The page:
JERUSALEM, Israel -- Israel recently hosted the 19th Maccabiah Games, one of the world's largest international sporting events.
The games, also known as the Jewish Olympics, draw thousands of athletes while also helping create new ambassadors for the Jewish state.
U.S. equestrian Rebecca Weissbard,19, was among the 9,000 Jewish athletes to participate.
"To be riding in my homeland is amazing," she said.
Held every four year, the games take place throughout the country and this year were hosted by Jerusalem for the first time.
"Well Jerusalem is the capital of the Jewish people and it's only natural that we have the Maccabiah Games, the Jewish World Cup if you'd like, to have them here in the capital," Jerusalem Mayor Nir Barkat said.
It's the third largest international sporting competition in the world. Participants from more than 70 countries took part in some 40 different events.
For the first time, equestrians competed in events such as Grand Prix jumping and dressage. Riders from abroad had to compete on Israeli horses.
"The horse that I drew was special in a way. It had one eye," Weissbard said. "The day before the competition he walks out and he's not 100 percent sound. So they said 'try this Duval horse.' He's the reserve horse and we clicked immediately."
Her skill and that click won Weissbard the gold medal for jumping.
"The fact that she came out on a horse that's not hers, figured out that horse and was successful and won a gold medal, it's a big honor," Weissbard's dad, Eric, said.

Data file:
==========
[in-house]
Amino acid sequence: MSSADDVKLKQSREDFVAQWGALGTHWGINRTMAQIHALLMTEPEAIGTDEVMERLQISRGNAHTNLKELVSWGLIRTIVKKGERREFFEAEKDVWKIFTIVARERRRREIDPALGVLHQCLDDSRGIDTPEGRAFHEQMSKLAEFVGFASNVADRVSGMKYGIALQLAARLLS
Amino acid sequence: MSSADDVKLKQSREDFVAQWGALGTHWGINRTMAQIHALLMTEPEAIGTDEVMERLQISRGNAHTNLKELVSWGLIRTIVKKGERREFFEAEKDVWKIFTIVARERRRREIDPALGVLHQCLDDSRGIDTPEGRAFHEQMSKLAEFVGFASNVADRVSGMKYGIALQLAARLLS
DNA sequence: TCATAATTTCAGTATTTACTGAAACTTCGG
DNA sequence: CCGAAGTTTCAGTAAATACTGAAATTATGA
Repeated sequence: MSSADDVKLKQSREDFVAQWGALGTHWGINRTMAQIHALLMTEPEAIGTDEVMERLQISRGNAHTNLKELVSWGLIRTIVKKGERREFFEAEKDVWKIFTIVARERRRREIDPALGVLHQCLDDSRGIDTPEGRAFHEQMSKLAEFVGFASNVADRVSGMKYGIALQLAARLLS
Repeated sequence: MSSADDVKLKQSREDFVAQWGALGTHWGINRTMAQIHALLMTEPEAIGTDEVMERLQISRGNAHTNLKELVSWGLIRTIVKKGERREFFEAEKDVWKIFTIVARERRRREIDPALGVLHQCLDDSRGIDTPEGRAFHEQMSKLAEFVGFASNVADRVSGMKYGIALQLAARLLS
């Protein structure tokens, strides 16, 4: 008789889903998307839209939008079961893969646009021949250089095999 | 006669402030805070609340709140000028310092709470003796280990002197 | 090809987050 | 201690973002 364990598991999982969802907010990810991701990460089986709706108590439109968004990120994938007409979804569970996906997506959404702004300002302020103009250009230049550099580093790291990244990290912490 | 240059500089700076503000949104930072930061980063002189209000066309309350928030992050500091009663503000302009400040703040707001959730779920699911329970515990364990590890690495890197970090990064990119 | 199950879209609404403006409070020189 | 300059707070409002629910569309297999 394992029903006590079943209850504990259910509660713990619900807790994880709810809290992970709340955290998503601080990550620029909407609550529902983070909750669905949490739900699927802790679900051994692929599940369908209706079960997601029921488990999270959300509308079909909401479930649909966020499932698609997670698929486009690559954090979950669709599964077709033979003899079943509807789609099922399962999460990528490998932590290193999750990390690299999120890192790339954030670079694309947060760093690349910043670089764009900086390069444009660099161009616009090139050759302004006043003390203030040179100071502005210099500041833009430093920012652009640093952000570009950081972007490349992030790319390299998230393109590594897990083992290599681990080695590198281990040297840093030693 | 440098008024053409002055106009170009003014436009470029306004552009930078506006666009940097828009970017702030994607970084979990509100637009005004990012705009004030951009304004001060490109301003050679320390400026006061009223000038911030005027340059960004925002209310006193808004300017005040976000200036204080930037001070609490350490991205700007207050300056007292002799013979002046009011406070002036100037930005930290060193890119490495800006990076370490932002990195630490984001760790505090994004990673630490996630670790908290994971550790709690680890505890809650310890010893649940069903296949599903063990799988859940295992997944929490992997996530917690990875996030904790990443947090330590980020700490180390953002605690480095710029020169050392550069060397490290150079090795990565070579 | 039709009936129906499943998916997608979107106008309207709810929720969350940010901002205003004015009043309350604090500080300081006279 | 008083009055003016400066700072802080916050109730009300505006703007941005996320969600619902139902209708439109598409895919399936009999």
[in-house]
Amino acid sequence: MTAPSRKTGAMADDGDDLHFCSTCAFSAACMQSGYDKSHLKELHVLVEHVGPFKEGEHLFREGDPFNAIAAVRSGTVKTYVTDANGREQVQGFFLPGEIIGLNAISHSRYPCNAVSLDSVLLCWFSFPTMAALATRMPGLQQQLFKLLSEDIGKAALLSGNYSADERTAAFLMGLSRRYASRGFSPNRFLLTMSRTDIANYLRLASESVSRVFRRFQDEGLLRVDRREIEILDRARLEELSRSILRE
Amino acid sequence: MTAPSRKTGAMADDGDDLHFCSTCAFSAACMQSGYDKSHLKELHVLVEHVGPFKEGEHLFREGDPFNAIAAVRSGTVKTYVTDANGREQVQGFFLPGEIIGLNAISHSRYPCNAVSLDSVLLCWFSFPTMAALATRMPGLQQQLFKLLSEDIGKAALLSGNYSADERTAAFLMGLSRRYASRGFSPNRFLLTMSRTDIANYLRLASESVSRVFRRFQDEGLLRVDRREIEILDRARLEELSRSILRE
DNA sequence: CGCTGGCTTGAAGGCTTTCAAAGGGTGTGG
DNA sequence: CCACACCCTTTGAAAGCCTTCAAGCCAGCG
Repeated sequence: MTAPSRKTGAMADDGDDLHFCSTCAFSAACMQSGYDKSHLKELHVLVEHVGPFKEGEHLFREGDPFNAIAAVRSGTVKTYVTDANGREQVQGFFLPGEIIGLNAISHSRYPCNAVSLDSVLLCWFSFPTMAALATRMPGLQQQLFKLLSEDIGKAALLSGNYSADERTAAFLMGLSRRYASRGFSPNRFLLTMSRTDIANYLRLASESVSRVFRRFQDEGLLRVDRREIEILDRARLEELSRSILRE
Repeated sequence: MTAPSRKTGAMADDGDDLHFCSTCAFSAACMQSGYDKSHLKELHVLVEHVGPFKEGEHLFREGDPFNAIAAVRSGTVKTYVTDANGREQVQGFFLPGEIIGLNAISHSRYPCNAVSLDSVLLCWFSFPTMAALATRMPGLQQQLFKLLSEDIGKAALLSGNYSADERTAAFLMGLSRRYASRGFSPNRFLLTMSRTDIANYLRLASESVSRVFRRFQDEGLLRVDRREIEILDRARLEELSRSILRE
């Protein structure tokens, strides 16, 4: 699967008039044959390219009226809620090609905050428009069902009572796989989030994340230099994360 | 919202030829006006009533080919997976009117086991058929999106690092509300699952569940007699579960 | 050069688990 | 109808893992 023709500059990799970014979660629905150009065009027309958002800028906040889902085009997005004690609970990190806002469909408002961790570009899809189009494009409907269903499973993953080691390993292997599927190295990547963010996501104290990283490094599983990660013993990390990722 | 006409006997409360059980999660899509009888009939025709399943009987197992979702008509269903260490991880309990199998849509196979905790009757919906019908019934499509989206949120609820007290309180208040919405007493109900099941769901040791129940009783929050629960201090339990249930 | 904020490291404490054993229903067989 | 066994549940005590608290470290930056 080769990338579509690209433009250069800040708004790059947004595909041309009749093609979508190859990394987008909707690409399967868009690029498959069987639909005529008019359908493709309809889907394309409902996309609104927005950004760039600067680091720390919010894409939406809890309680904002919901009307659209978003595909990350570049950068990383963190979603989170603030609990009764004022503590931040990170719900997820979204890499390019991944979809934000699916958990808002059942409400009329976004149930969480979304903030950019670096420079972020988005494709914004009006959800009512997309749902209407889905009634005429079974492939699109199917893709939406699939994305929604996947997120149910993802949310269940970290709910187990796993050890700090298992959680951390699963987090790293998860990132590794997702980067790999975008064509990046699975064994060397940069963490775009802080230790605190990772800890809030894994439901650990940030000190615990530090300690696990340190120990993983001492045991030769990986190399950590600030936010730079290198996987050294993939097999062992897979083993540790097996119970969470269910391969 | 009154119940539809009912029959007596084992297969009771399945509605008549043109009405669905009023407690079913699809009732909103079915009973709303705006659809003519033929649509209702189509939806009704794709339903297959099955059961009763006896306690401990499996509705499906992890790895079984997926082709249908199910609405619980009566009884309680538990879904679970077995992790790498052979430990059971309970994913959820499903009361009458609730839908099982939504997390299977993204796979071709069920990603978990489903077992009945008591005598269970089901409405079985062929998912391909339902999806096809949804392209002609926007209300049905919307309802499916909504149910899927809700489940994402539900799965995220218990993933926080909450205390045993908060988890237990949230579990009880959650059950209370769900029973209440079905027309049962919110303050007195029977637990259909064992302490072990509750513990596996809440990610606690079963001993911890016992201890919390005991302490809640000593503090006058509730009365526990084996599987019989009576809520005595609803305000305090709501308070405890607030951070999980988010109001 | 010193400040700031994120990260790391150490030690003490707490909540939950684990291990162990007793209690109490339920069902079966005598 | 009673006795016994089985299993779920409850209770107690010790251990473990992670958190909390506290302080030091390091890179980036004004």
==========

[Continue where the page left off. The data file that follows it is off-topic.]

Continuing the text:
The first Maccabiah was held in 1932. They've been held regularly since then, except during World War II and the founding of the state of Israel.
More than 1,100 athletes came from the United States this time. And American teams won the championship games in men's soccer and men's basketball, both times facing off against Argentina.
"We tried hard but they are great athletes and played a great game and we fall short, but just by a little bit, so we are happy," Argentinian player Fernando Garmin said.
The name Maccabiah refers to the Jewish family that overthrew a Syrian-Greek ruler some 200 years before Jesus. The driving force behind the games today is to expose Jewish people to Israel.
"We've accomplished our mission. We brought them to Israel to play sports, that's our hook but we got them here for a fantastic program," Ron Carner, the president of Maccabi USA, told CBN News.
"They learned about Israel," he said. "They learned what's going on and they can go back home and they can be the ambassadors at their universities and at their communities with their friends and family. So they can tell them what Israel is all about."